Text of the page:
Shortly after the birth of her first daughter, Zarqa Nawaz embarked on a holy pilgrimage to Mecca. Millions of Muslims around the world have done the same. But Nawaz may be the only Muslim who tried to use this arduous spiritual journey as an opportunity to take a belated honeymoon with her husband. In Laughing All the Way to the Mosque, Narwaz’s raucous memoir, she describes her reaction upon finding out that marital relations are, in fact, forbidden during the pilgrimage: “WHAT? Why would God do that?”
No, Laughing All the Way to the Mosque is not your typical treatment of Islam. The book is a giddy romp through Nawaz’s experience as a Muslim living in Canada — first in the suburbs of Ontario, and then in the prairie province of Saskatchewan. Nawaz lovingly revels in all the idiosyncrasies of her faith and her community, finding humor in a religion that is not typically regarded as being ripe for comedy. Or as Nawaz put it during a conversation with Women in the World, her book may be the only memoir by a Muslim woman “who didn’t get shot by the Taliban or kidnapped by Somali pirates.”
“I’m almost bitter about that,” Nawaz added. “My husband’s like, ‘Really would you have wanted me to beat you?’ I go, ‘It would have helped.’”
It is perhaps needless to say that Nawaz tends to stomp where others tread lightly. She is a journalist and television writer, who garnered international acclaim after her sitcom Little Mosque on the Prairie aired on the Canadian Broadcast Corporation (CBC). Little Mosque, a comedy about a Muslim community in Saskatchewan, launched in 2006, when the wounds of 9/11 were still raw. By inviting viewers to laugh at the antics of the Muslims in her show, Nawaz sought to humanize a group of people who had become the objects of international fear and suspicion. And the public responded. The premiere episode of Little Mosque drew over two million viewers—huge for a Canadian television series—and enjoyed a six-year run.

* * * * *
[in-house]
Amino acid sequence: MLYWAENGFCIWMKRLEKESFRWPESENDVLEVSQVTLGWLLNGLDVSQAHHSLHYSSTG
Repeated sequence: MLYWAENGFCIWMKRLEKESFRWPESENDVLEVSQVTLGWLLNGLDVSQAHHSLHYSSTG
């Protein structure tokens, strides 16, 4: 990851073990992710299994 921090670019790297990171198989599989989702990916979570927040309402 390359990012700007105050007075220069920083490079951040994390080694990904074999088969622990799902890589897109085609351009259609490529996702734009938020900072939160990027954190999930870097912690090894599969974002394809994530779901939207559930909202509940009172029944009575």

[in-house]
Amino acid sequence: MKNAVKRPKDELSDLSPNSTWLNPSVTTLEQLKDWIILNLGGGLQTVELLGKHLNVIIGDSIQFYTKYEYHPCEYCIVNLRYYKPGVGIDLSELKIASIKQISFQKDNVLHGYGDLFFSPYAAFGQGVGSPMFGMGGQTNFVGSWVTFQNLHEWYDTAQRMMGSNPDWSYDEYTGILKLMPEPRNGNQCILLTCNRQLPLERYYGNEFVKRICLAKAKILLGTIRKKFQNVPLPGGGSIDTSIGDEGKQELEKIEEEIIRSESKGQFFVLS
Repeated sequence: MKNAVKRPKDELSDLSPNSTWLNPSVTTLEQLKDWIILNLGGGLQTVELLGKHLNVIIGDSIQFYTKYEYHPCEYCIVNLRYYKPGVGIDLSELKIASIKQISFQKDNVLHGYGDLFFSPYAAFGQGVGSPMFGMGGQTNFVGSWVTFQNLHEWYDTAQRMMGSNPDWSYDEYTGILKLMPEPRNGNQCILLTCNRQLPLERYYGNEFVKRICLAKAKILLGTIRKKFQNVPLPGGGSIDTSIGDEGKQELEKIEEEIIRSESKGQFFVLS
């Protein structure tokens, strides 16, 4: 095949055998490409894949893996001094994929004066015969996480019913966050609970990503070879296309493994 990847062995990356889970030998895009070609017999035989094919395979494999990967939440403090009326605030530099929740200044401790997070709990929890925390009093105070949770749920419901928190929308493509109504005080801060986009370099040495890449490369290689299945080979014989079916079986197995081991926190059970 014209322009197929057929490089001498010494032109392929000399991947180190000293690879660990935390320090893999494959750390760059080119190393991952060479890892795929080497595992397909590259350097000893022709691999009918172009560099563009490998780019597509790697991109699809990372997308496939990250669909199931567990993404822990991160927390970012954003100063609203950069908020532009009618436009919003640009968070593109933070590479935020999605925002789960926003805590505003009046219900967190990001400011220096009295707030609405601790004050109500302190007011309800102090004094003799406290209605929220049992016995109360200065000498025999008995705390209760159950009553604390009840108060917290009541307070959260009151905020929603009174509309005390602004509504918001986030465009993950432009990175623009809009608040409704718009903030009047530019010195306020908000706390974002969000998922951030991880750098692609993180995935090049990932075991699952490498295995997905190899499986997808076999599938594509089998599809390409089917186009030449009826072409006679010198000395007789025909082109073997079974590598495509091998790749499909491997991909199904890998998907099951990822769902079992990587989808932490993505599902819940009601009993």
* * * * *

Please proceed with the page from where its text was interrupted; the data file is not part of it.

“What made Little Mosque so successful was that it was really so relatable,” Nawaz said, reflecting on the show. “Which really surprised me, because when you’re on the inside, you really, truly believe you belong to the biggest whack-job community in the world … And [then viewers who watched the series said], ‘Oh my god, the same thing happened in my church, or synagogue, or my soccer association.’”
“Someone [once] told me something that when you make something very culturally specific, the more specific it is, the more universal it becomes,” Nawaz continued. “That surprised me. I would never have believed it until I actually did it.”
With that lesson in mind, Nawaz set out to write Laughing All the Way to the Mosque, which delves into the personal experiences that inspired so much of her television series. Though the book is rooted in the specificity of Nawaz’s life as a Muslim woman, broad themes emerge: cultural confusion, overbearing parents, motherhood, and — of course — faith.
Nawaz never reduces Islam to a punchline, but her religious beliefs fuel many of her anecdotes — as do the community of Muslims who populate the book’s narrative. Nawaz writes of a local Halal butcher who sells both beef and alarm clocks. She goes into great length about her mother’s attempt to marry her off to a man with one eye. An entire chapter of the book is devoted to her need to install a toilet within reaching distance of her sink. “Muslims have guilt about unwashed private parts,” Nawaz writes. “We buff our twigs and berries and muffins as if they were the hood ornaments of an expensive European car.”
Though Nawaz realizes that quips about Muslim twigs and berries might inflame certain sensitivities, she insists that she never sets out to stoke the fire. “I don’t choose to do it,” she said of writing comedy. “That’s the only way I can do it.”